Anyway, last weekend I started taking Zoloft (sertraline), 50mg, once a day. The doc said 'well, you haven't tried this medication before, and it's good for anxiety, depression, and OCD, all of which you've been diagnosed with, so try it.' I thought for a couple of days before starting it, about whether I wanted to get back on the medication merry-go-round, but Friday morning, after another night of endless worry and rehashing of fights with my mother and gear-grinding thoughts of 'what do I do, what do I do, I want to die, I'm a loser and I'll never fulfilL my dreams, even though I don't even know what I want to do anymore,' I decided enough was enough and on the way home from work that morning, I bought my prescription and resolved to take it that night when getting up
, as the doctor said 'in the morning' - for me, night IS morning. Sick, I know.
Anyway, the next night I attended a party at a coworker's house, only about three blocks from my house, but I drove anyway, since I was late already, and had to bring a 12-pack which I didn't care to carry. Lazy, I know, another symptom of depression; everything seems heavier and distances seem farther to walk. It's just harder to move, that's all.
Plus, I was already tense after another 'counseling' session with my mother, which was more me sitting there while she dictated what she thought was wrong with me, then how much more I should be doing for her, and I sat there until I built up a head of steam and let her know right back how sick I am of her. Not fun.
Anyway, at least the party seemed like a good place to wind down. It was a pretty calm environment, there were about 20 people there that I could see, when I got there at about 9pm. There were guys with long dreadlocks and Bob Marley shirts, girls with their nicest clothes on, some stoner-looking guys, some old-school 50ish hippies; a little bit of everything. A sumptuous feast of ribs, sausage and cheese dips, crackers, cookies, brownies, and a few types of soup sat on a table in the dining room, beer coolers overflowed with Cold Ones, and everyone seemed to be smiling and having a good time. I began to relax, but as usual, I was impatient to start 'having fun,' and decided that to make this a real party, I needed a buzz. The Zoloft I'd started taking the night before hadn't done much of anything yet, so I figured I could safely ignore the ubiquitous warnings about mixing alcohol and antidepressants; I'd done it many times before, with much more of both, so I should be fine.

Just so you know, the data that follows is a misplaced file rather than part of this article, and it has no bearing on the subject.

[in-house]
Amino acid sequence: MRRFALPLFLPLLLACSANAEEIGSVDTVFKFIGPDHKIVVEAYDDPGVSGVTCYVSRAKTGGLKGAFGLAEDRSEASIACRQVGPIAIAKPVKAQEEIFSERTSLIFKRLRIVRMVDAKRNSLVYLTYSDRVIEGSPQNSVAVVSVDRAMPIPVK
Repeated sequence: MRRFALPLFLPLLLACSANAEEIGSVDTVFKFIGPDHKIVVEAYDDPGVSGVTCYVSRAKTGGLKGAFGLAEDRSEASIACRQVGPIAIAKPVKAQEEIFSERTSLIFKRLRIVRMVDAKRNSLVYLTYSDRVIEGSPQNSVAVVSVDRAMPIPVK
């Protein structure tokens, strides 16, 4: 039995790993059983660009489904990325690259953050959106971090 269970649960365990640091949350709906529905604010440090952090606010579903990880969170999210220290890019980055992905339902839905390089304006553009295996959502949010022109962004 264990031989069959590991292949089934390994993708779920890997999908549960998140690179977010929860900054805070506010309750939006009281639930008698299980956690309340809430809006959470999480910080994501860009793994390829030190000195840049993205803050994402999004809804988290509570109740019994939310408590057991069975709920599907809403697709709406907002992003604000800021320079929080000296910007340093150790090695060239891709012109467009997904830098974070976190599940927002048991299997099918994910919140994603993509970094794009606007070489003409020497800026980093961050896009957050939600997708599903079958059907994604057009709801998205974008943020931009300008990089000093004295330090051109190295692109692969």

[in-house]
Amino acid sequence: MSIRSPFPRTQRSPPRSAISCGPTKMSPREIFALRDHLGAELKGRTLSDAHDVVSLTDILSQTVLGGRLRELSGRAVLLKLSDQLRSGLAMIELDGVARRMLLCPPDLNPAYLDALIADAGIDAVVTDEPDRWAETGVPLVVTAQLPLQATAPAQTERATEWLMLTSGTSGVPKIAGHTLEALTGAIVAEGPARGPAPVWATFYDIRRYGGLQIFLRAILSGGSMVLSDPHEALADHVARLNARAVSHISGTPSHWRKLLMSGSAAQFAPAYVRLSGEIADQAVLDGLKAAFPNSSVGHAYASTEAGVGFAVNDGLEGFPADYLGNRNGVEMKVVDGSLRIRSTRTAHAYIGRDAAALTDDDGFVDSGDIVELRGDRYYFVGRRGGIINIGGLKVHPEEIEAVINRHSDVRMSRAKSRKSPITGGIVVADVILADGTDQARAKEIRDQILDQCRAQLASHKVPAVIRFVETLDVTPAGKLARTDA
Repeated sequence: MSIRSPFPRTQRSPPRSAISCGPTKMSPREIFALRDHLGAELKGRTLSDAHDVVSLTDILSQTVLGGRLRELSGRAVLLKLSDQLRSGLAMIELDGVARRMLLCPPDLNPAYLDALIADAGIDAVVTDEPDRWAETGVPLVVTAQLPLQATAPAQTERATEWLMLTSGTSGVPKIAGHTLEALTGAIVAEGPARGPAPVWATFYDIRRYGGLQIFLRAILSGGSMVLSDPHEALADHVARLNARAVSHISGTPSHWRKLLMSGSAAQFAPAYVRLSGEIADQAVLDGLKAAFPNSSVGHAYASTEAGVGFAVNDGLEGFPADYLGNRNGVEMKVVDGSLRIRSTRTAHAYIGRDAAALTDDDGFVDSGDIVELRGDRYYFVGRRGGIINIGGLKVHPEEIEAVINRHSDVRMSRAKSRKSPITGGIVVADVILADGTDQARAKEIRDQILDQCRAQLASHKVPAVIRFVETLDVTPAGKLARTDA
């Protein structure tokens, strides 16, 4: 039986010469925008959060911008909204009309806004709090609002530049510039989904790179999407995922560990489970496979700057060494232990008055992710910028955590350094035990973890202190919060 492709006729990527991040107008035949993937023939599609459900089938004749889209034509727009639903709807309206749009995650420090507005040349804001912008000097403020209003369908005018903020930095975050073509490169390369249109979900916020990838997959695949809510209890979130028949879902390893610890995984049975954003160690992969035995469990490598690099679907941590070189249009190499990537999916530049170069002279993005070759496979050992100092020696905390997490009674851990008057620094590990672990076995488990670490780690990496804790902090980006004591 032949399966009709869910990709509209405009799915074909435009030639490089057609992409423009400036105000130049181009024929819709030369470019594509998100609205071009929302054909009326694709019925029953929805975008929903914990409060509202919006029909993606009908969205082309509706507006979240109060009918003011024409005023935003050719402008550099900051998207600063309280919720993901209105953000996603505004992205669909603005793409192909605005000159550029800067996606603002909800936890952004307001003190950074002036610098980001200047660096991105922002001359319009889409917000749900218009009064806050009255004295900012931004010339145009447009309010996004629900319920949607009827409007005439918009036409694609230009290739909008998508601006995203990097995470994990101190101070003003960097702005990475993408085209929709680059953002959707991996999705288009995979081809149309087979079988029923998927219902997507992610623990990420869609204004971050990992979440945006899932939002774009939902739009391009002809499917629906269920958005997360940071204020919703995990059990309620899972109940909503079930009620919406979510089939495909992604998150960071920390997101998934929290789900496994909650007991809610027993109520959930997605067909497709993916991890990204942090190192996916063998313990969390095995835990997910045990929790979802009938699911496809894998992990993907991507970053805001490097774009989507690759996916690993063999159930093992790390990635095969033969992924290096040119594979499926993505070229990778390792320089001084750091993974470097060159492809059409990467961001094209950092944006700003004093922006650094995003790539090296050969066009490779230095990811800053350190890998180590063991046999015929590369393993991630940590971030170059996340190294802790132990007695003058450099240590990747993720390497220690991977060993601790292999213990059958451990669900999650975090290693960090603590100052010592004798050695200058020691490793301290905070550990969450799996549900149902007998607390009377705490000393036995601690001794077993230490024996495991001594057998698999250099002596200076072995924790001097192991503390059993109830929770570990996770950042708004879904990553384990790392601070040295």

I dropped the 12-pack I'd brought as a party-warmer in the fridge, grabbed a mug of a local microbrew, and mingled with coworkers and strangers alike. I was my usual socially-awkward, very-polite, extra-friendly, always-anxious self for the first hour or so, able to converse on almost any topic, agreeing with everyone, hiding my anxiety and fear of rejection as always.
Then the first beer began to kick in after 20 minutes or so, and I felt warmer, more connected to others, less worried about what they were thinking of me, and happier. But of course, one wasn't enough, this was a PARTY! I grabbed another and sat in the living room listening to some female coworkers joking about taking cellphone shots of their naughty bits, chuckling appreciatively.
Of course, I had no illusions about sleeping with any of them, being as apprehensive of relationships, and even of supposedly no-strings-attached fun, as I am... depression, social anxiety, and OCD make any imperfect momentary pleasure seem not worth pursuing in the light of the unending litany of possible negative outcomes. Of course, that makes life seem more and more unbearable, as one denies oneself more and more enjoyment on the grounds of 'spoiling' oneself, 'cheating' to obtain happiness 'which can only come from within' as the wise say...
In any case, I grabbed another beer, and another... then began to become curious about the few people who kept appearing from the mysterious wooden door in the kitchen which led not outside to the sodium-arc-lit suburban alley with the late-march crickets chirping in the stand of bamboo on the slope of the forested mountain overlooking the bustling campus town in the valley, but to the Den Of Iniquity, the Basement. Ah, basements, the locale of so much sin, depravity, and enjoyment!